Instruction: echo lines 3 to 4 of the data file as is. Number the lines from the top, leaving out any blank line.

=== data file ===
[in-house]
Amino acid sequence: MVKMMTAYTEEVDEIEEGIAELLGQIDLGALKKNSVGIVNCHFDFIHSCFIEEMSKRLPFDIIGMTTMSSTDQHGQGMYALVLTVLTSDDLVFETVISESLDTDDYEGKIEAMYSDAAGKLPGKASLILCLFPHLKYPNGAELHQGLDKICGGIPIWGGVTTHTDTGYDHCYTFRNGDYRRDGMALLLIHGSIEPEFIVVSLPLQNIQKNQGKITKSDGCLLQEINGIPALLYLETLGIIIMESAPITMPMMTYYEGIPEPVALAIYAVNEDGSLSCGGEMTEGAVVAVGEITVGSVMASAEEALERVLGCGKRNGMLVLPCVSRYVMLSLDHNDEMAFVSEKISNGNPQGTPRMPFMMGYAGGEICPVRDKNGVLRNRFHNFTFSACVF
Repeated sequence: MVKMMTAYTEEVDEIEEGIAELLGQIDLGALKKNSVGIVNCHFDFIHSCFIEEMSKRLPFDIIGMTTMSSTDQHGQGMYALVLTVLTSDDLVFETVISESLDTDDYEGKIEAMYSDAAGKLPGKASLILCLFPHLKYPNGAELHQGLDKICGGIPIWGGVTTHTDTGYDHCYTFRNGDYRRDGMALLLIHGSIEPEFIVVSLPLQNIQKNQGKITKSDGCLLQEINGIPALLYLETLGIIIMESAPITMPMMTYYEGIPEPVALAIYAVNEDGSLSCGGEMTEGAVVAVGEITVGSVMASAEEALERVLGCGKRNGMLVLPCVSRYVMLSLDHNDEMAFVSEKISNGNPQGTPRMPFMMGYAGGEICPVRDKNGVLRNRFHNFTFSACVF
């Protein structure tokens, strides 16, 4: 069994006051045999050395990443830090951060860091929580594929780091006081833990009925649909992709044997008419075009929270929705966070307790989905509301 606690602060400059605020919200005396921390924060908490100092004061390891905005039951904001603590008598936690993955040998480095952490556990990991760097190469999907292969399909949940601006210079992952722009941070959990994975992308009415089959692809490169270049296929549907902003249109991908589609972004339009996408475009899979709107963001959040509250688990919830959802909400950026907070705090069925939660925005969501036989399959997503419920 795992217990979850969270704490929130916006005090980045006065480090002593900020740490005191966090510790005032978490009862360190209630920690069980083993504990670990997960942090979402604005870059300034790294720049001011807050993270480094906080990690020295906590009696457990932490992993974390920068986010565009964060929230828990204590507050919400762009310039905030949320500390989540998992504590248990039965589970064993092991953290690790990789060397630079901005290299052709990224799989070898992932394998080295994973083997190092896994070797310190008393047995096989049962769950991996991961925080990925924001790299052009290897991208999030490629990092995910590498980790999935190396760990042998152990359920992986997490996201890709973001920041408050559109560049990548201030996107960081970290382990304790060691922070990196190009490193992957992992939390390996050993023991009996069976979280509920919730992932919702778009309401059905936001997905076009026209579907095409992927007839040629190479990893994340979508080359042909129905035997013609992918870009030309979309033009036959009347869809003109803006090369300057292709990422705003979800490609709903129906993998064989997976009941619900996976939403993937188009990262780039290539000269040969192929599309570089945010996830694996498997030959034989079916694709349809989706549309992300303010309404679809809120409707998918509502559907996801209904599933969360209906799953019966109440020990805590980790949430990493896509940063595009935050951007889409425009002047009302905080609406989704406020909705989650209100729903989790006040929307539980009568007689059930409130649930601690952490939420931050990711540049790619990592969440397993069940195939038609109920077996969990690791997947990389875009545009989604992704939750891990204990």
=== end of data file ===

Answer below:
Repeated sequence: MVKMMTAYTEEVDEIEEGIAELLGQIDLGALKKNSVGIVNCHFDFIHSCFIEEMSKRLPFDIIGMTTMSSTDQHGQGMYALVLTVLTSDDLVFETVISESLDTDDYEGKIEAMYSDAAGKLPGKASLILCLFPHLKYPNGAELHQGLDKICGGIPIWGGVTTHTDTGYDHCYTFRNGDYRRDGMALLLIHGSIEPEFIVVSLPLQNIQKNQGKITKSDGCLLQEINGIPALLYLETLGIIIMESAPITMPMMTYYEGIPEPVALAIYAVNEDGSLSCGGEMTEGAVVAVGEITVGSVMASAEEALERVLGCGKRNGMLVLPCVSRYVMLSLDHNDEMAFVSEKISNGNPQGTPRMPFMMGYAGGEICPVRDKNGVLRNRFHNFTFSACVF
């Protein structure tokens, strides 16, 4: 069994006051045999050395990443830090951060860091929580594929780091006081833990009925649909992709044997008419075009929270929705966070307790989905509301 606690602060400059605020919200005396921390924060908490100092004061390891905005039951904001603590008598936690993955040998480095952490556990990991760097190469999907292969399909949940601006210079992952722009941070959990994975992308009415089959692809490169270049296929549907902003249109991908589609972004339009996408475009899979709107963001959040509250688990919830959802909400950026907070705090069925939660925005969501036989399959997503419920 795992217990979850969270704490929130916006005090980045006065480090002593900020740490005191966090510790005032978490009862360190209630920690069980083993504990670990997960942090979402604005870059300034790294720049001011807050993270480094906080990690020295906590009696457990932490992993974390920068986010565009964060929230828990204590507050919400762009310039905030949320500390989540998992504590248990039965589970064993092991953290690790990789060397630079901005290299052709990224799989070898992932394998080295994973083997190092896994070797310190008393047995096989049962769950991996991961925080990925924001790299052009290897991208999030490629990092995910590498980790999935190396760990042998152990359920992986997490996201890709973001920041408050559109560049990548201030996107960081970290382990304790060691922070990196190009490193992957992992939390390996050993023991009996069976979280509920919730992932919702778009309401059905936001997905076009026209579907095409992927007839040629190479990893994340979508080359042909129905035997013609992918870009030309979309033009036959009347869809003109803006090369300057292709990422705003979800490609709903129906993998064989997976009941619900996976939403993937188009990262780039290539000269040969192929599309570089945010996830694996498997030959034989079916694709349809989706549309992300303010309404679809809120409707998918509502559907996801209904599933969360209906799953019966109440020990805590980790949430990493896509940063595009935050951007889409425009002047009302905080609406989704406020909705989650209100729903989790006040929307539980009568007689059930409130649930601690952490939420931050990711540049790619990592969440397993069940195939038609109920077996969990690791997947990389875009545009989604992704939750891990204990």